Fort Sumter

  • Castles And Fortification
  • 2 mins

By Crusader1307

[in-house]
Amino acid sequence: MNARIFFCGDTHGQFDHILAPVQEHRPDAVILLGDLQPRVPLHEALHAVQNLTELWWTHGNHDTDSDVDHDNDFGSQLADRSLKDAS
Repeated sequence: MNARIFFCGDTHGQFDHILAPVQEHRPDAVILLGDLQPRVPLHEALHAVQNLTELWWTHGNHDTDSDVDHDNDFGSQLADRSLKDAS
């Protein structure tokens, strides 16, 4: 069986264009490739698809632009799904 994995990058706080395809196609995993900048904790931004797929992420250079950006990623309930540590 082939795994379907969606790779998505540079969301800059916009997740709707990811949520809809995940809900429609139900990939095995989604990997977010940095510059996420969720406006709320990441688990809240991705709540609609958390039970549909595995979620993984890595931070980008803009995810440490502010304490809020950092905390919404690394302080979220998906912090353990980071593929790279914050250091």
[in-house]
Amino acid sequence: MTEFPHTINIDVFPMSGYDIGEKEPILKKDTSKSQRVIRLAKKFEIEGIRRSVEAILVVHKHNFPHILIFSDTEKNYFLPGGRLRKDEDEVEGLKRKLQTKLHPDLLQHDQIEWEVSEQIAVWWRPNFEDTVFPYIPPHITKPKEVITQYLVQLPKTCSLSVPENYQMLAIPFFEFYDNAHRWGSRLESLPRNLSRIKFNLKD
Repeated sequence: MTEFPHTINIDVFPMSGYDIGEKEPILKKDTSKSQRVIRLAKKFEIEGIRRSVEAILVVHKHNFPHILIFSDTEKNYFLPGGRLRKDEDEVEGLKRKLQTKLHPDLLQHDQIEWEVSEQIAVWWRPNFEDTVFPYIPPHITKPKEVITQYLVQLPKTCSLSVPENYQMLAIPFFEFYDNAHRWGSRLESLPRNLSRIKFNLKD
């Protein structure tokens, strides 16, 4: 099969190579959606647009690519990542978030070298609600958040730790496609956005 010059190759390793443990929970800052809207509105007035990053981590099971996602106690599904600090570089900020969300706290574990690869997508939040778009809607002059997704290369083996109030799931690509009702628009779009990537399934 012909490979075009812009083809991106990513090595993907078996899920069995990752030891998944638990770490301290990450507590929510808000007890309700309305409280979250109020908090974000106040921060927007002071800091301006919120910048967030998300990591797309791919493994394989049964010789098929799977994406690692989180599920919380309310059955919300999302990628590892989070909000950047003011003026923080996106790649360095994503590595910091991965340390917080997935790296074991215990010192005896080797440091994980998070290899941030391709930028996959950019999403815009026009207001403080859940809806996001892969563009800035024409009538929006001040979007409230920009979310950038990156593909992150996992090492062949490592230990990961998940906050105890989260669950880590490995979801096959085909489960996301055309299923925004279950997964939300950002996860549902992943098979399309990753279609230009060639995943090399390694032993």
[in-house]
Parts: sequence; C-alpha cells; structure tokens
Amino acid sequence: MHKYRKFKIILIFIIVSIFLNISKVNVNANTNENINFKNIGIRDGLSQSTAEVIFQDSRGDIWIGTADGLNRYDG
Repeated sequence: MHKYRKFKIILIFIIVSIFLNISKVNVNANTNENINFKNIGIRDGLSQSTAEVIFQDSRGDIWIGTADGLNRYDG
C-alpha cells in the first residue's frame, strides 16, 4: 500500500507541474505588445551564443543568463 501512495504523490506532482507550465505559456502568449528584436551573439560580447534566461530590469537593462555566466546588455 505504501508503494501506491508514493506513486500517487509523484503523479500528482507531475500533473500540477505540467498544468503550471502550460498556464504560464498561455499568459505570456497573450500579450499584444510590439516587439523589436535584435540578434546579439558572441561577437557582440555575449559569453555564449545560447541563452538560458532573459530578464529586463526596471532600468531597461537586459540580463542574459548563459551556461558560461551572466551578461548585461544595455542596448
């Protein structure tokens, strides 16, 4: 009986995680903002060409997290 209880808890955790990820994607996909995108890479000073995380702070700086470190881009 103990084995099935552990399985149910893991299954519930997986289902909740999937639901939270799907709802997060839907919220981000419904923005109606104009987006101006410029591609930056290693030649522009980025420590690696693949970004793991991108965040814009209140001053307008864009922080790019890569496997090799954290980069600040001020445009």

Developed and designed as a protection defense line envisioned for Charleston Harbor (after The War of 1812), Ft. Sumter's construction began in 1829. The Fort is of a Quadrangular structure, comprised of 70,000 tons of New England granite – built onto a reinforced natural sandbar (about 34-acres) and located roughly 1-mile outside of Charleston Harbor. Still not complete in 1861, the Fort was designed to garrison some 650 Officers and men and featured 3-tiered artillery emplacements in each of it's walls (holding around 135 guns total). Reinforced by brick, the Fort's walls are 5 feet thick and roughly 170 to 190 feet high. Fort Sumter is important in American history as being the site of the start of The Civil War (1861-65). Garrisoned by a small detachment of Union soldiers when South Carolina (US), left The Union to form The Confederacy – Confederate forces on the landward side of Charleston Harbor (bristling with artillery batteries), threatened action if the Fort was resupplied or failed to surrender. On April 12, 1861 – Rebel Forces opened fire on Fort Sumter in a spectacular 34-hour continuous bombardment. Faced with no re-supply and running low on ammunition – the Fort's Commander agreed to surrender. The garrison was allowed to leave the fort “with honor”. Fort Sumter would become the focus of continued and unrelenting artillery attacks from the Union Naval Blockade. By the end of The War in 1865, Fort Sumter resembled a pile of rocks (with very little structures left standing). The US Army rebuilt the Fort and re-stocked some of her cannon (now for Coastal Defense use). The third Upper gun level was not rebuilt. From 1876 to 1897, Fort Sumter was used as a Lighthouse for Charleston Harbor. During The Spanish American War, the Fort was reconditioned and re-garrisoned. Fort Sumter was used during World War I and II for observation against possible German U-Boat attacks. In 1966, Fort Sumter became a National Monument. It can be visited today.